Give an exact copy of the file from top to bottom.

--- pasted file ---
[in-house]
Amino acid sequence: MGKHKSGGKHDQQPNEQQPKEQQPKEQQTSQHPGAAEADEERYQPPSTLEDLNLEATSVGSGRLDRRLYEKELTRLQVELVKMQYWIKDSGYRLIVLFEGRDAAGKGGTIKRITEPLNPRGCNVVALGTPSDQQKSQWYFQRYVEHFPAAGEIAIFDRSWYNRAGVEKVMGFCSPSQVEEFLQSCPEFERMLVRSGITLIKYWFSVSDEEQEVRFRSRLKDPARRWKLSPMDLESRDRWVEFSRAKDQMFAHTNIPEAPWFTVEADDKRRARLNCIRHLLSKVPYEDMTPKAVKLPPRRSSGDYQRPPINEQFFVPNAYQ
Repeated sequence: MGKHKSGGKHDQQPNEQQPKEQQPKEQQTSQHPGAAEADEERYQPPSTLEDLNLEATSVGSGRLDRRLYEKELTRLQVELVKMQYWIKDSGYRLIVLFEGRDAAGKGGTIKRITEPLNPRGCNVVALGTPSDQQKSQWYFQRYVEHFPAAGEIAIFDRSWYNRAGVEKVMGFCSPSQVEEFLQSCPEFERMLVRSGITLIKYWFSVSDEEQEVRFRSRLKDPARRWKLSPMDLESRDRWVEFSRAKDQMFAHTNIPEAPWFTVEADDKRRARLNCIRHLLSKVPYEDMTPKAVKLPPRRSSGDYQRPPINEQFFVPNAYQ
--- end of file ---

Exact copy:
[in-house]
Amino acid sequence: MGKHKSGGKHDQQPNEQQPKEQQPKEQQTSQHPGAAEADEERYQPPSTLEDLNLEATSVGSGRLDRRLYEKELTRLQVELVKMQYWIKDSGYRLIVLFEGRDAAGKGGTIKRITEPLNPRGCNVVALGTPSDQQKSQWYFQRYVEHFPAAGEIAIFDRSWYNRAGVEKVMGFCSPSQVEEFLQSCPEFERMLVRSGITLIKYWFSVSDEEQEVRFRSRLKDPARRWKLSPMDLESRDRWVEFSRAKDQMFAHTNIPEAPWFTVEADDKRRARLNCIRHLLSKVPYEDMTPKAVKLPPRRSSGDYQRPPINEQFFVPNAYQ
Repeated sequence: MGKHKSGGKHDQQPNEQQPKEQQPKEQQTSQHPGAAEADEERYQPPSTLEDLNLEATSVGSGRLDRRLYEKELTRLQVELVKMQYWIKDSGYRLIVLFEGRDAAGKGGTIKRITEPLNPRGCNVVALGTPSDQQKSQWYFQRYVEHFPAAGEIAIFDRSWYNRAGVEKVMGFCSPSQVEEFLQSCPEFERMLVRSGITLIKYWFSVSDEEQEVRFRSRLKDPARRWKLSPMDLESRDRWVEFSRAKDQMFAHTNIPEAPWFTVEADDKRRARLNCIRHLLSKVPYEDMTPKAVKLPPRRSSGDYQRPPINEQFFVPNAYQ